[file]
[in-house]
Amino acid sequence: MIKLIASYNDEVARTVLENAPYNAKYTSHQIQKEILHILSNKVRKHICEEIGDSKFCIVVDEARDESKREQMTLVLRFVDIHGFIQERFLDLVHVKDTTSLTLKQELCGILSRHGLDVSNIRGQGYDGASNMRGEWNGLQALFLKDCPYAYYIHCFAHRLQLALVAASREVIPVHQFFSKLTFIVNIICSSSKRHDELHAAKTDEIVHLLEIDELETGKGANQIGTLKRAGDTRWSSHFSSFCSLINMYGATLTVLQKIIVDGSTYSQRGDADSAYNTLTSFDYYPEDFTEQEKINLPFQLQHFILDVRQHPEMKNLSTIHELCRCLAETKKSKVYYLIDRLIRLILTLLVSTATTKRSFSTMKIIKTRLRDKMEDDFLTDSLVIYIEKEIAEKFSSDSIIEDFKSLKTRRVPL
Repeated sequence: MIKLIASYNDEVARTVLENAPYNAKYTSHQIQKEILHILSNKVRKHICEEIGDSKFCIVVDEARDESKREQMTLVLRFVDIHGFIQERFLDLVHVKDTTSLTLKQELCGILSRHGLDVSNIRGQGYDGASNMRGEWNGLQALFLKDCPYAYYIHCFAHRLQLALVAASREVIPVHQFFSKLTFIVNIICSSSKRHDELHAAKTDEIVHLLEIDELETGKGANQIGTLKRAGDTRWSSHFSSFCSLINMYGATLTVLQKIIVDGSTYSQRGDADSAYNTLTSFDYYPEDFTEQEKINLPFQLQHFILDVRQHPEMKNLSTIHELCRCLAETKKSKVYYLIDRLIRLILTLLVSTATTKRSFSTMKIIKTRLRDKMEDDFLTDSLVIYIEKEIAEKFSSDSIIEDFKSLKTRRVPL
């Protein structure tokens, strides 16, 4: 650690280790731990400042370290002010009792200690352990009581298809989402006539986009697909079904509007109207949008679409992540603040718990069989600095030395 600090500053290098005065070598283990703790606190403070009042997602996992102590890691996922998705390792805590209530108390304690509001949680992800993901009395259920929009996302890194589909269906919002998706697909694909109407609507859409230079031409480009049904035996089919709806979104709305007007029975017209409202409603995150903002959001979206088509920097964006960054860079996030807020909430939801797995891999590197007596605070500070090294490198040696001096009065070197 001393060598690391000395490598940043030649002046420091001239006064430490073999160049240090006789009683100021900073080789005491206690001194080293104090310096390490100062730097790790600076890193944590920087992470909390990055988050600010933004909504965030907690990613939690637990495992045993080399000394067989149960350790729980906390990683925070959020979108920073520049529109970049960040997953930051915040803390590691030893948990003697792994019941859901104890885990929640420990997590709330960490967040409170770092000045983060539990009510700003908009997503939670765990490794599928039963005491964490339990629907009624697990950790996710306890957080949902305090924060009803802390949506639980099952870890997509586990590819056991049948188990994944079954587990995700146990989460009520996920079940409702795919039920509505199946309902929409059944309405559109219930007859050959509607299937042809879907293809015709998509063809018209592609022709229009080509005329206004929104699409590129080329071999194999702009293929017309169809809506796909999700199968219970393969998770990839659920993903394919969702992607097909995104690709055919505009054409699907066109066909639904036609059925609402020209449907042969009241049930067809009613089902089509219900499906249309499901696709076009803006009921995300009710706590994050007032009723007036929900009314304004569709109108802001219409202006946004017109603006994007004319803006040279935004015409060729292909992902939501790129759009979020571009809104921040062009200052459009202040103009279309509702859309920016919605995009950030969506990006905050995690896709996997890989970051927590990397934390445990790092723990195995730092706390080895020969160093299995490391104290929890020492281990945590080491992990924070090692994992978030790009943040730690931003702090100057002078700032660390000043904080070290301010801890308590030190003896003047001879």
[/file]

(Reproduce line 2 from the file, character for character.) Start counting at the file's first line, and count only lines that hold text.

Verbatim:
Amino acid sequence: MIKLIASYNDEVARTVLENAPYNAKYTSHQIQKEILHILSNKVRKHICEEIGDSKFCIVVDEARDESKREQMTLVLRFVDIHGFIQERFLDLVHVKDTTSLTLKQELCGILSRHGLDVSNIRGQGYDGASNMRGEWNGLQALFLKDCPYAYYIHCFAHRLQLALVAASREVIPVHQFFSKLTFIVNIICSSSKRHDELHAAKTDEIVHLLEIDELETGKGANQIGTLKRAGDTRWSSHFSSFCSLINMYGATLTVLQKIIVDGSTYSQRGDADSAYNTLTSFDYYPEDFTEQEKINLPFQLQHFILDVRQHPEMKNLSTIHELCRCLAETKKSKVYYLIDRLIRLILTLLVSTATTKRSFSTMKIIKTRLRDKMEDDFLTDSLVIYIEKEIAEKFSSDSIIEDFKSLKTRRVPL